UNITED STATES of America, Plaintiff-Appellee, v. John P. McGUIRE, Defendant-Appellant.
United States of America, Plaintiff-Appellee, v. Cherlyn Petersen, Defendant-Appellant.
Defendants-Appellants John P. McGuire and Cherlyn Petersen were members of a group known as the Montana Freemen. They were convicted of bank fraud for participating in a scheme that involved printing bogus checks on a home computer and trying to exchange them for real currency. Petersen asserts that wiretapping conducted by the FBI during its investigation violated the federal wiretap statute because wiretapping was not “necessary” and because agents did not follow adequate minimization procedures during their interception of facsimile transmissions. McGuire asserts that the wiretap recordings were improperly sealed. He challenges the district court's decision to admit a witness's prior testimony when the witness was seven months pregnant and had a note from her doctor stating that the pregnancy prevented the witness from testifying. McGuire also asserts ineffective assistance of trial counsel. We affirm.
McGuire and Petersen were members of a group called the “Montana Freemen,” which was hostile to the United States government. The Freemen attempted to establish their own government and financial system. To this end, they printed and distributed thousands of fraudulent financial instruments. The Freemen wrote more than 3300 checks that purported to be worth more than $15 billion but that drew on bank accounts with little or no cash. They distributed these checks widely and used them to overpay debts, cashing or depositing any refund received. The Freemen also held classes to teach others their fraudulent techniques. The classes were conducted at the “schoolhouse,” a building located on rural Montana property owned by two of the Freemen and referred to as “Justus Township.” The district court that convicted the Freemen described the group's activities as “an unusually large and complex criminal scheme” involving hundreds of persons and millions of dollars in losses.
McGuire participated in the fraud by using Freemen financial instruments to purchase various goods and services. Twenty-two fraudulent checks were made out to him, including several presented for payment of debts and used to buy merchandise from L.L. Bean. McGuire also was convicted of robbery for taking sound recording equipment from a three-person ABC news television crew that had come to Justus Township to interview the Freemen. Petersen participated in the fraud by attempting to deposit unfunded Freemen checks.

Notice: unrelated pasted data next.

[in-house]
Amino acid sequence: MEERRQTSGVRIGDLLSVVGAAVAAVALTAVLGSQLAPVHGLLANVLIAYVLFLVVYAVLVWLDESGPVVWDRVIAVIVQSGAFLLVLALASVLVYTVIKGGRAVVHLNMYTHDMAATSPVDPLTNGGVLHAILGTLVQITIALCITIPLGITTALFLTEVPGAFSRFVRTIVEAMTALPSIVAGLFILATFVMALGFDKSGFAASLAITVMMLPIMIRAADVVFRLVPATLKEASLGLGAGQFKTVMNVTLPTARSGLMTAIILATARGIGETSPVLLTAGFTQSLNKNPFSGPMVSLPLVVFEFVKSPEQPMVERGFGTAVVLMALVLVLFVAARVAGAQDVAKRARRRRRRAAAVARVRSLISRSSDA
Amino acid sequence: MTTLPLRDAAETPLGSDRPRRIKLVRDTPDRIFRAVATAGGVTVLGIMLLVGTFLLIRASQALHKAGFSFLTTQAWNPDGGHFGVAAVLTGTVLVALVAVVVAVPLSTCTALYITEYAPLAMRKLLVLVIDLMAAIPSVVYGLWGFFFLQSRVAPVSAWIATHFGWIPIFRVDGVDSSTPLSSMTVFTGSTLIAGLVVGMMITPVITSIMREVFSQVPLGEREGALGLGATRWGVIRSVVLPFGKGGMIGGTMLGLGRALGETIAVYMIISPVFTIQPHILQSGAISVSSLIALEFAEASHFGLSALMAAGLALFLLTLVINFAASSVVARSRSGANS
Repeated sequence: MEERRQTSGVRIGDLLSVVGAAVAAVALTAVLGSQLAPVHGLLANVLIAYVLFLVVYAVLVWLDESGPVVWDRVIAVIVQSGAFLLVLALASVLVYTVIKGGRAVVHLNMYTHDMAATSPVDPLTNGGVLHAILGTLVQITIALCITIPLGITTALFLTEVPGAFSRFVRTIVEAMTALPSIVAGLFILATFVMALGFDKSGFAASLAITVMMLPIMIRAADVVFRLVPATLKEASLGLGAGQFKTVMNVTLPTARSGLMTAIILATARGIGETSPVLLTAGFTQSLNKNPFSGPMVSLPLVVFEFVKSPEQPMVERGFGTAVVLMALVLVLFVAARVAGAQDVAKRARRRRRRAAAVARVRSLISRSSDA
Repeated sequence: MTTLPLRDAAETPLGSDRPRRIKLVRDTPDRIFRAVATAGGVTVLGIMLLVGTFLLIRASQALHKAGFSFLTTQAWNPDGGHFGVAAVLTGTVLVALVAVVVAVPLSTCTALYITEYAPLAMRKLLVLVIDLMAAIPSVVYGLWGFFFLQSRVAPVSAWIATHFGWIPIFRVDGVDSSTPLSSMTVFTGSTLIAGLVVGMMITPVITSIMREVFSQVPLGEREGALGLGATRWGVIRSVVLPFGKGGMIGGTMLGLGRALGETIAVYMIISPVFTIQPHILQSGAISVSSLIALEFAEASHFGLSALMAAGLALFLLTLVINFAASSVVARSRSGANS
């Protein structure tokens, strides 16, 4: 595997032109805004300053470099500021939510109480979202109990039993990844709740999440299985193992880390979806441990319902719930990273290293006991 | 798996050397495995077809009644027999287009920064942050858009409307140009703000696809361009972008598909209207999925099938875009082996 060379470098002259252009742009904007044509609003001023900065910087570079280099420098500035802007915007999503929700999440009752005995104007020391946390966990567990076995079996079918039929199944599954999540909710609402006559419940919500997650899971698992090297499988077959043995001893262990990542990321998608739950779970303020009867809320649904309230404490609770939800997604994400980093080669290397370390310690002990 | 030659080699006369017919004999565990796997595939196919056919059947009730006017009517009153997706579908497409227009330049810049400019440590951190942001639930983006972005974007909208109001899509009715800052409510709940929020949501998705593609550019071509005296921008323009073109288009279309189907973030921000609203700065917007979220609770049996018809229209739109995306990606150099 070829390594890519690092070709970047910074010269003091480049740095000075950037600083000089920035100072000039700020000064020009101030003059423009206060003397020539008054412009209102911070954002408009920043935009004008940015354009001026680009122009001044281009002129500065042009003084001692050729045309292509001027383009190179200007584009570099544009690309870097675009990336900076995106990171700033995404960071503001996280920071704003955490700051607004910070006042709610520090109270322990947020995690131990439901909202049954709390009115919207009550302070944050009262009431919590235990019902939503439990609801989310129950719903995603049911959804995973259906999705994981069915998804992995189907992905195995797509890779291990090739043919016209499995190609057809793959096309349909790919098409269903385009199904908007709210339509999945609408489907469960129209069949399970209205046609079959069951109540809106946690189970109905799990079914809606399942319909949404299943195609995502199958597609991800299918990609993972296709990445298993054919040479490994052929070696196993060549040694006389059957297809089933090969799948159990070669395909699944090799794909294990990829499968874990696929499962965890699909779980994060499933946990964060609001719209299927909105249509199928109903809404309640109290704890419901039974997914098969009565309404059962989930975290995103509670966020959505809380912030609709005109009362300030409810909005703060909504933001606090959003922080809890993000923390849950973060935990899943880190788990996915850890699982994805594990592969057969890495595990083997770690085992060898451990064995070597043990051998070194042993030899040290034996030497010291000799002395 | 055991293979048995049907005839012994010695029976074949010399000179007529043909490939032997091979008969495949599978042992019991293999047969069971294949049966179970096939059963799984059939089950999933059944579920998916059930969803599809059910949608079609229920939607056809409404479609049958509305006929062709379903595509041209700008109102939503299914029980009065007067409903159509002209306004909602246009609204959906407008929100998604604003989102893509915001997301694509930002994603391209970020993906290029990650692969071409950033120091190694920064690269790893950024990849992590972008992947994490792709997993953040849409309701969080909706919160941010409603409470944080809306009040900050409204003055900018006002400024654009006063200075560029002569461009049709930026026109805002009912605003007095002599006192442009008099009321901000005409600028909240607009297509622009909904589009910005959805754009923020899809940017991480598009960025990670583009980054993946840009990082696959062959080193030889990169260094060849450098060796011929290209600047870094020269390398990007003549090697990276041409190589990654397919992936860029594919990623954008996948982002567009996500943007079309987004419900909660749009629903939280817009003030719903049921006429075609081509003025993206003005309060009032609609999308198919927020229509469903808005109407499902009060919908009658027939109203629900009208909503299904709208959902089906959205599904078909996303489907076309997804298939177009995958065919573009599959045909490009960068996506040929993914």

Although many of the Freemen's crimes were transactional in nature, the Federal Bureau of Investigation (FBI) had reason to believe the group was capable of violence. The group members were known to possess a large number of firearms, including hunting and assault weapons. Many of them had been seen wearing sidearms at Justus Township. One group member had threatened a local sheriff, telling him the sheriff would be hanged and thrown off a bridge. Other group members had threatened to kidnap, assault, and murder a United States district judge. They had sent the judge and other public officials a letter stating, “Our special Orders ․ is for our special appointed Constables and our Lawful Posse to shoot to kill any public hireling or fourteenth ammendment[sic] citizen who is caught in any act whatsoever of taking Private property.”
When the FBI began investigating the Freemen, we appointed a United States District Judge from the District of Oregon to supervise the FBI's wiretapping, pursuant to Title III of the Omnibus Crime Control and Safe Streets Act of 1968, 18 U.S.C. §§ 2510-2521. We appointed a judge from outside the District of Montana because all of the federal judges there recused themselves or were in ill health.1
Based on FBI affidavits, the United States District Judge whom we had appointed approved the FBI's requests to conduct phone and fax wiretapping on Freemen properties, and he later approved placing a microphone on the premises to record conversations. Because the judge had his chambers in Oregon and was often outside the District of Montana, he issued several orders authorizing the FBI to postpone sealing the recordings as required by statute.
The FBI arrested two Freemen on March 25, 1996. The remaining Freemen, including McGuire and Petersen, engaged in an 81-day standoff with state and federal officials. The standoff ended without violence on June 13, 1996.
A first trial resulted in a hung jury. Before retrial, the doctor for one of the ABC news crew robbery victims wrote to the court to say that the victim would be unable to travel to Montana for the trial and would be unable to testify by video because of her pregnancy. Over McGuire's objection, the district court allowed the victim's videotaped testimony from the first trial to be admitted. A jury convicted McGuire of bank fraud, robbery, and four firearms violations, and he was sentenced to 180 months imprisonment. Petersen was convicted on two counts of bank fraud and one count of mail fraud. She was sentenced to time served and five years of supervised release.